Avocado leaves contain essential oil (with estragole, caryophyllene and eugenol), flavonoids (afzelin, cynaroside, luteolin, quercetin), tannins and procyanidins.
The avocado fruit is considered one the most nutritious of all fruits and very high in calories (220 kcal per 100 g). The fruit contains a fatty oil based on linoleic acid, linolenic acid, palmitic acid, stearic acid and other fatty acids, both saturated and unsaturated.
Furthermore, it contains phenols (caffeic acid, chlorogenic acid, p-coumaric acid), alpha-carotene, beta-carotene, folic acid, pantothenic acid, fructose, glucose, sucrose, fibers, amino acids and small amounts of coenzyme Q10. The avocado pulp contains more protein than any other fruit.
The fruit is loaded with vitamin B1 (thiamine), B2 (riboflavin), B3 (niacin), B6, C, D, and E (tocopherols, tocotrienols) and minerals such as calcium, sodium, potassium, zinc, iron, phosphorus, copper, manganese and magnesium.
Avocado oil containing 20-35% saturated fatty acids (palmitic acid, myristic acid, and stearic acid), 70 to 85% monounsaturated fatty acids (oleic and palmitoleic acids) and 10-15% polyunsaturated fatty acids (linoleic and linolenic acids).
In addition, it contains 5-8% glycerin, lecithin, beta-carotene, and vitamin D. If the content of saturated fatty acids exceeds 20%, the oil will harden when refrigerated.
The oil has a long shelf life, around 2-5 years, provided that it is kept in a fairly cool and dark place in an airtight container.
Application of the Leaves, Bark and Seeds of Avocado
The indigenous people of Central America have grown avocados since time immemorial.
There it has been regarded for centuries as an aphrodisiac, which might explain the name “avocado”, an Aztec word for testicle, but that could also be due to the shape of the fruit.
In areas where avocado is found growing in the wild, the fruits and other parts of the tree have been used as herbal medicine for a very long time.
A tea made from the leaves has been used to treat diarrhea, bloating and flatulence. It is also thought to be beneficial as a remedy for coughs and gout by removing uric acid from the body. The tea is also used to cleanse the liver and reduce high blood pressure.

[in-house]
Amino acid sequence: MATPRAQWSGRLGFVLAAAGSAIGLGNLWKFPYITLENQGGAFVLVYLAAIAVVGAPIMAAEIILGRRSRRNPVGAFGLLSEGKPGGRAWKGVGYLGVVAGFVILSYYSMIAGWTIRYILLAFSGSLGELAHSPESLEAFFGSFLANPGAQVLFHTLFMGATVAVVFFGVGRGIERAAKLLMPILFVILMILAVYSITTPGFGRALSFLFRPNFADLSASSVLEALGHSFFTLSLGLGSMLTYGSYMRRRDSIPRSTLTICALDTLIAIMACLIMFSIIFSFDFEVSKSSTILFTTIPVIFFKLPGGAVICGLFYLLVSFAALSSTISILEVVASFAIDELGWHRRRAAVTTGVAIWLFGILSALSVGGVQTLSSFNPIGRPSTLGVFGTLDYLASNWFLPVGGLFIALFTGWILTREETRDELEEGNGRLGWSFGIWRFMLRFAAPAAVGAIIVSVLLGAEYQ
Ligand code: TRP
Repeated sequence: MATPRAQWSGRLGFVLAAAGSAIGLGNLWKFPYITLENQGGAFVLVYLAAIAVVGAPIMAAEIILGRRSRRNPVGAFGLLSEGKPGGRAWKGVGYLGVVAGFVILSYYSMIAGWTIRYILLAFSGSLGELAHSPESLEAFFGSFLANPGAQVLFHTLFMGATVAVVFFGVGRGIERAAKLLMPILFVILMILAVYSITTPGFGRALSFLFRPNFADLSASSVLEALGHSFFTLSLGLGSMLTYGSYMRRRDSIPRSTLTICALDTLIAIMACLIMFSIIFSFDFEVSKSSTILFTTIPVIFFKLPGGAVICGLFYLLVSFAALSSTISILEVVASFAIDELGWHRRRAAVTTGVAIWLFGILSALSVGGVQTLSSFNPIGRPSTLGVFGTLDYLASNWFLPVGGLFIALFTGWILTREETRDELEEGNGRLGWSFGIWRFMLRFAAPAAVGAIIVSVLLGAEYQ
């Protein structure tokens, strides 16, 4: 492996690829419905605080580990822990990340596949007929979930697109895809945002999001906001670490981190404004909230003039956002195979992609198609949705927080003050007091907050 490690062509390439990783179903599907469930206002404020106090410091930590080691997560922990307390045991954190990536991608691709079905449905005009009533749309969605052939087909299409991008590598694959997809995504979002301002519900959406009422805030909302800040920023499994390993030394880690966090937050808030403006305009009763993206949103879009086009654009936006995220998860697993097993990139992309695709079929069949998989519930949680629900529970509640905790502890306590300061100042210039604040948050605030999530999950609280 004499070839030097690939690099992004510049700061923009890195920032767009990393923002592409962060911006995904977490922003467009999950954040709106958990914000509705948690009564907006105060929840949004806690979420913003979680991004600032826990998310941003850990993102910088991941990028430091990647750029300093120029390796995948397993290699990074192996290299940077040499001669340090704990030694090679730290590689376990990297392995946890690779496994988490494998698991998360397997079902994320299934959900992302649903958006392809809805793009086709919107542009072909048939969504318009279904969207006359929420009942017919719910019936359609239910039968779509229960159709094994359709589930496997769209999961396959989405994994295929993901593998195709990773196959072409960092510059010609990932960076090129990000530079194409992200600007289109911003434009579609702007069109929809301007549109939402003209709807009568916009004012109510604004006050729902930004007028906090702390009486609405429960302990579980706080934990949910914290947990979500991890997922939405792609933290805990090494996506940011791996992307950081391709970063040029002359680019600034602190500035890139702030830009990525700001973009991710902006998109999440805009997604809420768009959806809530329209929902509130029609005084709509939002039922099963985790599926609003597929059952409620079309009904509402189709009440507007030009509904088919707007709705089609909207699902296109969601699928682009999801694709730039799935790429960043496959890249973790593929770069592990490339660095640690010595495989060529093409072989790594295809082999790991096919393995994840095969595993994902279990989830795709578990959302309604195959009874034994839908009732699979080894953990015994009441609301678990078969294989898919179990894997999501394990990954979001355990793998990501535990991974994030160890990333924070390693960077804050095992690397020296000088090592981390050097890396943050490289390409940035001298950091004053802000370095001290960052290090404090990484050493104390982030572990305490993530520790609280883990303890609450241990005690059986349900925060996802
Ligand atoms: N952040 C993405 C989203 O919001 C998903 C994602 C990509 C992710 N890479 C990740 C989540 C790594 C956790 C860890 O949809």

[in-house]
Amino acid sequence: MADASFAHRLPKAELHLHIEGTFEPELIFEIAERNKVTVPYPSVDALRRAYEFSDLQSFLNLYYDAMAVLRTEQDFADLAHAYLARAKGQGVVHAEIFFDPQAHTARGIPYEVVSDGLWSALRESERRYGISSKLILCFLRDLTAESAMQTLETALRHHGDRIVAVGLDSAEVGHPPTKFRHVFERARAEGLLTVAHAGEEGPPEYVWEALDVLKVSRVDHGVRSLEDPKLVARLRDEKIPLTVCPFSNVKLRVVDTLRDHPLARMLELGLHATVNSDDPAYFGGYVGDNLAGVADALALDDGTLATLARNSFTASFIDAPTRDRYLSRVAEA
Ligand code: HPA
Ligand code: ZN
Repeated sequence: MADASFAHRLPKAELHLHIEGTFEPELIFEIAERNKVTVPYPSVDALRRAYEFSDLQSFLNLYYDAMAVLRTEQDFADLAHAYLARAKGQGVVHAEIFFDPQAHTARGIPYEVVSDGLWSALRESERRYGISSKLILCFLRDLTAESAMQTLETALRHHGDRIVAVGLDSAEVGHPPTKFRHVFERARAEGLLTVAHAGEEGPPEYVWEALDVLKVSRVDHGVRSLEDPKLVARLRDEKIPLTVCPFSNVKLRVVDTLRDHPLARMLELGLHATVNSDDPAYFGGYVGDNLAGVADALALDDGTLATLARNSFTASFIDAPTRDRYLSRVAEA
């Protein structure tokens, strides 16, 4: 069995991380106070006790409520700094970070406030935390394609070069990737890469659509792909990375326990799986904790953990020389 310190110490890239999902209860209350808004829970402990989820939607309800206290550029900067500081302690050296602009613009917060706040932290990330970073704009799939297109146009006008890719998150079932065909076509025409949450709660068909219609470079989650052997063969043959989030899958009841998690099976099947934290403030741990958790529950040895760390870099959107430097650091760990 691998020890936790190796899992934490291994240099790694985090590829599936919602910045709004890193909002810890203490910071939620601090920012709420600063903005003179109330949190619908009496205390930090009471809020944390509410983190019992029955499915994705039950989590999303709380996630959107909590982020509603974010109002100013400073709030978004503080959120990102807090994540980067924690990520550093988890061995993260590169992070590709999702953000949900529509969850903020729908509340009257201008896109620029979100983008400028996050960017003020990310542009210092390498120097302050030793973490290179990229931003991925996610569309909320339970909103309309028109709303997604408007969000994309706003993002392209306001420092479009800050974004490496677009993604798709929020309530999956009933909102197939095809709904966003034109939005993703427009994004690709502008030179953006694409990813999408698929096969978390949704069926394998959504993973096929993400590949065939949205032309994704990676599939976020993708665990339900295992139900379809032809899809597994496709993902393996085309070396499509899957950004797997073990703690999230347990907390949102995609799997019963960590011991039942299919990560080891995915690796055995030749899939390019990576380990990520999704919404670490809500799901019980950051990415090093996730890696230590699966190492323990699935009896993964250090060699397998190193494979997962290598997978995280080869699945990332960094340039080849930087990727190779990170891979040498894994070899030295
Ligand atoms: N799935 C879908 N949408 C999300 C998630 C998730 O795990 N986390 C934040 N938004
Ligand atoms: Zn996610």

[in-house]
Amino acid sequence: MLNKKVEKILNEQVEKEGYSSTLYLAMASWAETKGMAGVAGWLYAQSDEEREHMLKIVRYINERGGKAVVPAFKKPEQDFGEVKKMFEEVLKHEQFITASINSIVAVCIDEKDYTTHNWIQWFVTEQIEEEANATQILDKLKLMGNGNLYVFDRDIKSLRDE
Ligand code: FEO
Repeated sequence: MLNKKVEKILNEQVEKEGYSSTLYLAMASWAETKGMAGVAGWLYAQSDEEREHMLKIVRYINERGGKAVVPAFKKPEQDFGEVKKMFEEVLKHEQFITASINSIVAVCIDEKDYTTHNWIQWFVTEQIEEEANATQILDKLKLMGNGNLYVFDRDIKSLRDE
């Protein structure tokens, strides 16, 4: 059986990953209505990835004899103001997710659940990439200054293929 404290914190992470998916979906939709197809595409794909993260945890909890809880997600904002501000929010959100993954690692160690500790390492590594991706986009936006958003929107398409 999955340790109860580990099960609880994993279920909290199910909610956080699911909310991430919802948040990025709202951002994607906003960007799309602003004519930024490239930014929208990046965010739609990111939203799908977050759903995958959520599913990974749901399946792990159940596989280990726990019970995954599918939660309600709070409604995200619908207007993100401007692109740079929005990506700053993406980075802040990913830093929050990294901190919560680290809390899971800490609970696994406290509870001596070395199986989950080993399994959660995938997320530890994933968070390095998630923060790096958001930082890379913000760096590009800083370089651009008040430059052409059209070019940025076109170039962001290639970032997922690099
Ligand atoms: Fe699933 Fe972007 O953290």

Herbal teas of avocado leaves have been known to accelerate menstruation, which in turn can cause abortion and explains the traditional use of it in Mexico to treat menstrual disorders and as a contraceptive agent.
Laboratory experiments have shown that extracts of avocado leaves effectively inhibit herpes simplex virus type I and II, which causes cold sores (I) and genital herpes (II).
The avocado seed has antibacterial and antifungal properties and has been used against diarrhea and dysentery. The fruit peel is sometimes used as a treatment for intestinal worms, and the pulp is considered to have sex stimulating properties (aphrodisiac).
Few medicinal applications of the leaves, bark, and seed have been scientifically studied by using human subjects, but the blood pressure lowering, antiviral and anti-inflammatory effects of the leaf extracts have been documented by using animal models.
A Remedy for High Cholesterol
Although the avocado fruit is mostly used as food, it does have medicinal uses as well. It has been shown to have cholesterol lowering effect which seems a little paradoxical as it is so high in fat.
In one small scientific study, 16 males aged 27 to 72 years, were given different amounts of avocado (½ to 1½ fruits per day). Half of them showed a considerable reduction in cholesterol and none of the participants experienced an increase.
In 1992, a similar but much larger study was conducted in Mexico. In the overall diet, the participants were given, 30% of the total calories came from fat, where 75% of the total fat came from avocados. After two weeks, a significant decrease in cholesterol levels was noted, especially in the LDL (the “bad” cholesterol). The level of triglycerides (fats circulating in the blood) had also decreased.
Based on these studies, a diet that includes avocados might not be such a bad idea for people suffering from high cholesterol or high levels of triglycerides.
Atherosclerosis, Angina Pectoris and Alzheimer’s Disease
The fruit contains alpha-carotenes, which have antioxidant properties and may protect against oxidation of the “dangerous” LDL-cholesterol, and thereby reduce the risk of atherosclerosis.
Eating plenty of avocados could therefore be a good dietary advice to prevent atherosclerosis, hypertension and coronary heart disease.
in addition, the iron present in the fruit is rather easily absorbed so those suffering from iron deficiency, anemia or who just need some extra iron like menstruating and pregnant women might consider including avocados in their diet.
Consuming avocados could also be beneficial for people with angina pectoris due to atherosclerosis.
In a US study involving more than 11,000 people concluded that those with the highest values of alpha-carotene in their blood had a significantly lower risk of angina compared to those with the lowest levels.